How to Transition From Solo Expert to Effective Manager
Something interesting happens on the road to developing as a manager. Your technical expertise—the knowledge and skills that enabled you to excel as an individual contributor—is decidedly less valuable at this new level. Unfortunately, many managers miss this point and burn a large amount of energy striving to remain the smartest person in the room.
Smart managers learn quickly to draw upon the expertise of team members to build team and group performance and support individual development. In other words, smart managers learn to let go of being the expert on every topic and develop new experts on their teams.
What Got You Here Won’t Cut It Moving Forward
For many first-time managers accustomed to serving as the expert in their roles as individual contributors, letting go of this part of their workplace persona is difficult. People who are highly competent at their jobs naturally associate their technical or specialized acumen with their success—it becomes part of their professional and personal identity.
What they fail to recognize is that the rules of survival and success have changed—with less emphasis placed on their specialized knowledge and more placed on their ability to deliver business results through others. The failure to understand and adapt to this new reality creates a wide variety of problems for the manager and team members.
When the Manager Acts as the Expert, Stress Fractures Appear
The manager who insists on retaining the role of expert adds stress to her team in a number of ways. Some of the most common include:
- Team members perceive their technical expertise is devalued by the manager’s insistence on supplying all of the answers or always having the final answer.
- Instead of building a team-like atmosphere, the manager as expert reinforces a hierarchical environment.
- Individuals grow resentful over time as they recognize their ideas and opinions don’t count. This resentment manifests either as aggressive behavior or, what the manager interprets as poor attitudes.
- Personal initiative fades as team members become accustomed to the manager supplying all of the answers.
- Overall performance suffers as the as the group’s working environment turns sour and as the manager increasingly becomes a bottleneck, with team members waiting for him to opine on every issue.
When New Managers Must Sink or Swim
The transition from individual contributor to manager is challenging. The burnout or churn rate of first-time managers is unacceptably high across many firms in large part because there is little advance training offered, and even less post-promotion coaching. Many managers are left to sink or swim with their new duties. When faced with a high degree of ambiguity about their new role, they naturally revert to what has worked for them historically: their ability to navigate tough problems by drawing upon their specialized knowledge.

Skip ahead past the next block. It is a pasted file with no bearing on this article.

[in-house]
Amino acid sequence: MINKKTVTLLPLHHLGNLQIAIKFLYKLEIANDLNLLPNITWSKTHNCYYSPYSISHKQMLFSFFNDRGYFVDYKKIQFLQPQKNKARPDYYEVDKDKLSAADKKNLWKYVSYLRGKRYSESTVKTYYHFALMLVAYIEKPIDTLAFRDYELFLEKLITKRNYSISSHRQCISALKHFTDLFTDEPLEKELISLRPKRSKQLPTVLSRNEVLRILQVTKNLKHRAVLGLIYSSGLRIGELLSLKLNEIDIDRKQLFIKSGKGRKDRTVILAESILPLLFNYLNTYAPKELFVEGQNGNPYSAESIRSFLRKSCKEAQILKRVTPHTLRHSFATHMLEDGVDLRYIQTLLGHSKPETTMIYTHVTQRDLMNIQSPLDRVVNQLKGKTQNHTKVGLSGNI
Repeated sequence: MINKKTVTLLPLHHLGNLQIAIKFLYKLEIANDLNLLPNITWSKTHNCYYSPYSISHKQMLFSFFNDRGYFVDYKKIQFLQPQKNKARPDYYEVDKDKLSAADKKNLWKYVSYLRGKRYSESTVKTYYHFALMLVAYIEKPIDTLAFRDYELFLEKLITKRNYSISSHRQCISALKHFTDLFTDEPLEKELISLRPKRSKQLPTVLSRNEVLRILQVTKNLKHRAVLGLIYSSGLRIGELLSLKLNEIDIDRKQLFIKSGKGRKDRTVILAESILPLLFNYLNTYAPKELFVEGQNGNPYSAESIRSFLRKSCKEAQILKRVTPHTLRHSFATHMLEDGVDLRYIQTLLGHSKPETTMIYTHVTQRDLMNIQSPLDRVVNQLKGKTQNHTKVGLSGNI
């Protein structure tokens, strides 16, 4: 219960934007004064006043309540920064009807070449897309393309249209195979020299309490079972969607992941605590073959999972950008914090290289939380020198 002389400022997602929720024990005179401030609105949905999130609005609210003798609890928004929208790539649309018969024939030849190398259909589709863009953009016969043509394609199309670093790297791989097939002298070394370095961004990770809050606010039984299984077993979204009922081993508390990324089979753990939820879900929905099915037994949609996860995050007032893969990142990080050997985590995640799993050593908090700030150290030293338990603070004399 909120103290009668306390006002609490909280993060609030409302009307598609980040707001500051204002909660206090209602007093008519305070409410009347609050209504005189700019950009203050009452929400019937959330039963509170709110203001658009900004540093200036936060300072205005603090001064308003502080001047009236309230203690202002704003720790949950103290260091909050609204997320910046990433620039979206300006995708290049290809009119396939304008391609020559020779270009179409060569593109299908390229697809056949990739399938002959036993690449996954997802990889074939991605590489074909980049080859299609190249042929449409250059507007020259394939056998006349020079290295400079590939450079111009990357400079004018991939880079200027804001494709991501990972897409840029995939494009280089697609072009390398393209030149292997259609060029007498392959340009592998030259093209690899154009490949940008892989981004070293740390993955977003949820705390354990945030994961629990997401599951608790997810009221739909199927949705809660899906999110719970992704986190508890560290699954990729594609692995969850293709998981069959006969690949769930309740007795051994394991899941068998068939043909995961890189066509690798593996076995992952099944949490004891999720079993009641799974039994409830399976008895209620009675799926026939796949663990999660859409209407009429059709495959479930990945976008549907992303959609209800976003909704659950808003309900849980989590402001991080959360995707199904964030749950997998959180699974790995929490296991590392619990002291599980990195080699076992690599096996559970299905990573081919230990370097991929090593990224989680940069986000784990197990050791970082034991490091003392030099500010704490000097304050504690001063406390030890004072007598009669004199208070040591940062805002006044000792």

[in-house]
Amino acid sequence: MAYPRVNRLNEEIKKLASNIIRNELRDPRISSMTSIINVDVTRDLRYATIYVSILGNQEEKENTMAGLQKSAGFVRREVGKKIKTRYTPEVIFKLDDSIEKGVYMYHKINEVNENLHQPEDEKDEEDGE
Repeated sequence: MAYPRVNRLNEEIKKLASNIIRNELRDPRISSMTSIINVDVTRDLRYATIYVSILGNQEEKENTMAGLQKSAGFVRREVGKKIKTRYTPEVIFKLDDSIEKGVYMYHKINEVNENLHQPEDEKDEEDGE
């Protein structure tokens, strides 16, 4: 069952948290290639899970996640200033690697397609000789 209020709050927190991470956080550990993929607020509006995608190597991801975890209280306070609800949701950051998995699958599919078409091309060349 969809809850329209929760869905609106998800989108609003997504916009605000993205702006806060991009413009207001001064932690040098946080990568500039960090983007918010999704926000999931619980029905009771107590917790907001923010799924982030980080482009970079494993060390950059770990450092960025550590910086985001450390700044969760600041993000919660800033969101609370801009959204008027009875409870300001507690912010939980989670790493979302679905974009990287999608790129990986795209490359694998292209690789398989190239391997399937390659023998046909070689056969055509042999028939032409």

If you find yourself living through a similar scenario, here are six ideas to help smooth the transition from expert to manager without introducing the stress fractures described above.
Six Ideas to Help You Transition From Solo Expert to Effective Manager
- Rethink your mission. As a manager, your new mission is to create a working environment with your team that encourages them to do their best work. Your technical expertise is never the focal point. Enabling your team members to develop and then showcase their expertise goes to the heart of your mission.
- Focus on cultivating trust. Continually asserting your technical expertise fights the trust building process. Instead, ask questions and encourage individuals to offer and pursue their ideas. Your willingness to let them experiment and even stumble showcases your trust and support.
- Teach. There’s a difference between co-opting the work of your team members supplying the answers or countermanding ideas and teaching them what you know. Managers that teach, particularly at the front-line levels, are supporting the development of their team members in a compelling manner.
- Resist your instinct to answer and instead, ask one simple question. The most important question a manager can deploy on a daily basis when team members reach out for guidance is: “I’m not sure. What do you think you should do?” Your instinct is of course to answer the initial inquiry based on your technical expertise. In many instances, the answer might be painfully obvious to you. Nonetheless, your best course of action is to suppress the urge to offer an answer and ask for their ideas. By doing this, you stimulate critical thinking, and you show that you trust people to think and act for themselves.
- Promote team and individual learning. A key part of succeeding in your mission to create a working environment that encourages growth and performance is to model the behaviors essential for learning. Invest in your team members where possible. Send them to technical or subject matter training. Give them time to attend educational seminars or webinars. Build a team resource library. Encourage them to teach-back to the group what they learn from their endeavors.
- Use positive feedback to reinforce individual and team initiative. In addition to the above actions, it is essential for you to offer positive feedback to individuals or groups who exhibit initiative and tackle the tough problems in the workplace. Make your feedback valuable by specifying the positive behaviors and the impact they had on results. Rinse and repeat on a daily basis.
Success as a manager is less about your technical acumen and more about your ability to draw out the best in others. The expertise that served you so well in the past must now take a back seat to new skills focused on supporting and developing others. Start by reframing your professional mission and then concentrate on cultivating a new layer of skills that will support your growth as a manager and leader.